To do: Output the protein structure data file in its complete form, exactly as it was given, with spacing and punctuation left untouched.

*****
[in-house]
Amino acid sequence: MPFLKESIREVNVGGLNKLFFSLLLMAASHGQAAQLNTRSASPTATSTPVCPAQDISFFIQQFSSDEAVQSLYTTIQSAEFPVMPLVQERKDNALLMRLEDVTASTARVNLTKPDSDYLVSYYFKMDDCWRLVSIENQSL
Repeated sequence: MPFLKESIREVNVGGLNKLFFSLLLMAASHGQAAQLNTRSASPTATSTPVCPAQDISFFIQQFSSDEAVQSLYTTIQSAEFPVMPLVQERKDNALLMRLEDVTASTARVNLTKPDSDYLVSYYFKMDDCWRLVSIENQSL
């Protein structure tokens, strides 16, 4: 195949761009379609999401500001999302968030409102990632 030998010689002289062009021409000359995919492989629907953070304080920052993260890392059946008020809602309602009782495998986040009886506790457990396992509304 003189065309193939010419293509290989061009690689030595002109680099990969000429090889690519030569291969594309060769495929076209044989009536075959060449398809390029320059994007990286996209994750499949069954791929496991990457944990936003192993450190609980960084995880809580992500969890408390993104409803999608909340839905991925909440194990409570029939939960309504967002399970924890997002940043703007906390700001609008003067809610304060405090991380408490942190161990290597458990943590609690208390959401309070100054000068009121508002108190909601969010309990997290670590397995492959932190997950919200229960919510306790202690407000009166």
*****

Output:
[in-house]
Amino acid sequence: MPFLKESIREVNVGGLNKLFFSLLLMAASHGQAAQLNTRSASPTATSTPVCPAQDISFFIQQFSSDEAVQSLYTTIQSAEFPVMPLVQERKDNALLMRLEDVTASTARVNLTKPDSDYLVSYYFKMDDCWRLVSIENQSL
Repeated sequence: MPFLKESIREVNVGGLNKLFFSLLLMAASHGQAAQLNTRSASPTATSTPVCPAQDISFFIQQFSSDEAVQSLYTTIQSAEFPVMPLVQERKDNALLMRLEDVTASTARVNLTKPDSDYLVSYYFKMDDCWRLVSIENQSL
């Protein structure tokens, strides 16, 4: 195949761009379609999401500001999302968030409102990632 030998010689002289062009021409000359995919492989629907953070304080920052993260890392059946008020809602309602009782495998986040009886506790457990396992509304 003189065309193939010419293509290989061009690689030595002109680099990969000429090889690519030569291969594309060769495929076209044989009536075959060449398809390029320059994007990286996209994750499949069954791929496991990457944990936003192993450190609980960084995880809580992500969890408390993104409803999608909340839905991925909440194990409570029939939960309504967002399970924890997002940043703007906390700001609008003067809610304060405090991380408490942190161990290597458990943590609690208390959401309070100054000068009121508002108190909601969010309990997290670590397995492959932190997950919200229960919510306790202690407000009166």